Monday, September 21, 2009

When Julia Adam was a principal ballerina with San Francisco Ballet, audiences awaited her every new role with almost breathless anticipation. They asked: what will Julia be dancing? What will she open and how will she adapt the role?

Whimsical, lyrical, dramatic and witty, Adam was a musical dancer who was never content to just dance to the beats but instead filled out her assignments, whether the Ice Queen Myrtha in Giselle to Hans Van Manen’s drunken partygoer in “Black Cake,” with her large and generous personality. The Canadian-born ballet-and-modern-dance-trained ballerina is part a long but ignored tradition of brainy classical dancers capable of expounding on topics far outside of pliés, developées and pirouettes. She took on Marshall McCluhan’s communication theory when she choreographed “The Medium is the Message” in 1993 for the San Francisco Ballet’s Choreographic Workshop, where she was the only woman to join the roster of dancers to make their own work during a layoff when the ballet didn’t tour. She later gamely toyed with Newtonian physics when she choreographed “Newton: Three Laws of Motion” for the Lawrence Pech Dance Company in 1998.

High-octane, incisively crafted play is the simplest way of describing Adam’s style. She takes an idea like the three laws of motion and out of it makes a dance that is awash in an insouciant descent of apples and bodies, moving and at rest. Her beautifully shaped but misunderstood contribution to the New Works Festival, “a rose by any other name” brought an offbeat, modern humanism to the Sleeping Beauty fairy tale in which symbols and bravura deconstructions of ballet effortlessly unspooled to give the work enduring power. Next month Diablo Ballet premieres her latest venture in story dance with “The Little Prince,” the tale by Antoine de Saint-Exupery, with a cast of 30 dancers. The exquisite story is about a little prince whose home is an asteroid, B612, a distant place with three volcanoes and a rose. (Adam seems to like numbers, and clearly has a thing for roses.) And while it is inspired by a story whose first audience may be children, Adam once again constructs her tales the way all the best tales are built—for all ages, but with special poignancy for those of us old enough to understand subtexts and innuendo.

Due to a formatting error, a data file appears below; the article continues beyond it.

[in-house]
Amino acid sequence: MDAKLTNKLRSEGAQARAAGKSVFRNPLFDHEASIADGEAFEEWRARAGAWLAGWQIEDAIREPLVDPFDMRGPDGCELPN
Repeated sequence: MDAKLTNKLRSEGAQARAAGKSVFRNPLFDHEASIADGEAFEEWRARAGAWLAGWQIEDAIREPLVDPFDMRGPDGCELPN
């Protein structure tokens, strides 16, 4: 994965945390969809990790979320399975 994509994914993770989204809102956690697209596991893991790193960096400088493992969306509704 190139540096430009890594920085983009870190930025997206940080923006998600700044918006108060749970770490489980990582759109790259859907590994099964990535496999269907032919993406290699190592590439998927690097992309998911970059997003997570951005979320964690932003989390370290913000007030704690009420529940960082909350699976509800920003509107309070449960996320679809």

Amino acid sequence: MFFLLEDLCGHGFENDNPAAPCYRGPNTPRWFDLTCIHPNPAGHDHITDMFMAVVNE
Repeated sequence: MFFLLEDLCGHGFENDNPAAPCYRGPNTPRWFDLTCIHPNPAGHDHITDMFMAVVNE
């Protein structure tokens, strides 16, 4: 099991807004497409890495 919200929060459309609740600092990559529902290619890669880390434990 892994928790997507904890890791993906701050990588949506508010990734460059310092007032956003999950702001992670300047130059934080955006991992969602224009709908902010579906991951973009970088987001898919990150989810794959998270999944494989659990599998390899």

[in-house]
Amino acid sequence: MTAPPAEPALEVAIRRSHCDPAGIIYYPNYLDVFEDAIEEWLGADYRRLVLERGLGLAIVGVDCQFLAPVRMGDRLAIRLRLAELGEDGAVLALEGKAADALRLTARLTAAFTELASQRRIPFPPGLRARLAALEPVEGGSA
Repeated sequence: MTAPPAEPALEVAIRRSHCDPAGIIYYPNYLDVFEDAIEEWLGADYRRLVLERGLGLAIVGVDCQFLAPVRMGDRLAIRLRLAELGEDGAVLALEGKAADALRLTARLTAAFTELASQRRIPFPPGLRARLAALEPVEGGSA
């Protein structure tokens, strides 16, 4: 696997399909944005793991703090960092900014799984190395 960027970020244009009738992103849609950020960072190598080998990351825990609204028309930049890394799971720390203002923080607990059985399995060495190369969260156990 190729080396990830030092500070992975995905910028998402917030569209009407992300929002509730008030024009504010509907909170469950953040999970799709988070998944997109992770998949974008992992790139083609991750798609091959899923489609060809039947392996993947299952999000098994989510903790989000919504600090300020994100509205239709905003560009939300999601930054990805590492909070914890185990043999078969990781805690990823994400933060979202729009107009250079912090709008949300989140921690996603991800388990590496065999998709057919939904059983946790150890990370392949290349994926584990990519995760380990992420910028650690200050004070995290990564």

DETAILS: May 8-9, 7:30, and 2 p.m. children’s show Saturday. $18-48 (2 for 1 at 2 p.m. Saturday), Lesher Center for the Arts, 1601 Civic Drive, Walnut Creek. 925-943-SHOW or

In its continuing nod to dance classics of the 20th century, Company C Contemporary Ballet rolls out Twyla Tharps’s dreamy “Little Ballet.” This dance was made in 1983 for then director of American Ballet Theater, Mikhail Baryshnikov, whose technical prowess enabled Tharp to play luxuriously with the forms, traditions and conceits of ballet. Here, most notably, it’s the conceit of an older male choreographer finding his muse in a young ballerina. Not seen in the area for 25 years, “Little Ballet” is another in Company C’s admirable stagings, offering audiences exposure to long-shelved work and affording talented Bay Area Kevin Delaney a chance to test himself against Tharp’s diabolical combination of rigor and ease. Also on Company C’s upcoming bill are Nikolai Kabaniaev’s premiere, “Dioscures,” the witty “boink!” by San Francisco Ballet’s Val Caniparoli, and Charles Anderson’s “Akimbo.”

April 18, 2:30 and 8 p.m, $21-24, Spreckels Performing Arts Center, 5409 Snyder Lane, Rohnert Park. 707.588.3400; May 2, 8 p.m. May 3, 2 p.m. $20-30, Cowell Theater, SF. 415.345.7575; May 15-16, 8 p.m.. $25-40, Lesher Center for the Arts, 1601 Civic Drive, Walnut Creek. 925.943.SHOW

Cal Performances gives us a dizzying array of dance as its season winds down, starting with the soap opera sudsyness of Russia’s Eifman Ballet in a modern take on “Eugene Onegin,” followed by Mark Morris Dance Company’s “L’Allegro, il Pensiroso ed il Moderato” (the joyful, the pensive and the moderate man) to Handel’s pastoral ode to poetry by John Donne, and concluding with the Bolshoi Ballet in the hauntingly beautiful 19th century “La Bayadere” (The Temple Dancer).

DETAILS: Eifman Ballet, May 1-3, 8 p.m. and 3 p.m., $36-62; Mark Morris Dance Company, May 29-31, 8p.m. and 3 p.m., $36-82; Bolshoi Ballet, June 4-7, 8 p.m., 2 p.m. and 3 p.m. $50-125. Zellerbach Hall, Bancroft Way. 510-642-9988.

And finally, if you care about dance originals and have yet to feast your eyes on one, Anna Halprin, now 89 and as vivacious as a fiery 50-year-old, is staging her latest creation, “Spirit of Place” at the beloved Stern Grove Concert Meadow, designed by Halprin’s renowned landscape architect husband, Lawrence Halprin. Few living couples have changed their respective fields as much as these two have. Anna Halprin digested the lessons of the Bauhaus and brought deep experimentation and play to dance, becoming the inspiration behind postmodern dance, while Larry Halprin took the Bauhaus ideas of democracy and simplicity and invested them in the contour of the landscape, where nature and civilization engage in a lusty and complex dialogue. In two performances on one day, Halprin and her cast of over 50 movers will embody ideas about the human form in conversation with nature and place. Or, as Larry Halprin put it, they will attempt to “create a mystical place where one would be inspired to reach into oneself."

May 3, 11:30 pm and 2 p.m., FREE, Sigmund Stern Grove, 19th Ave. and Sloat Blvd., San Francisco. 415.252.6252 ,


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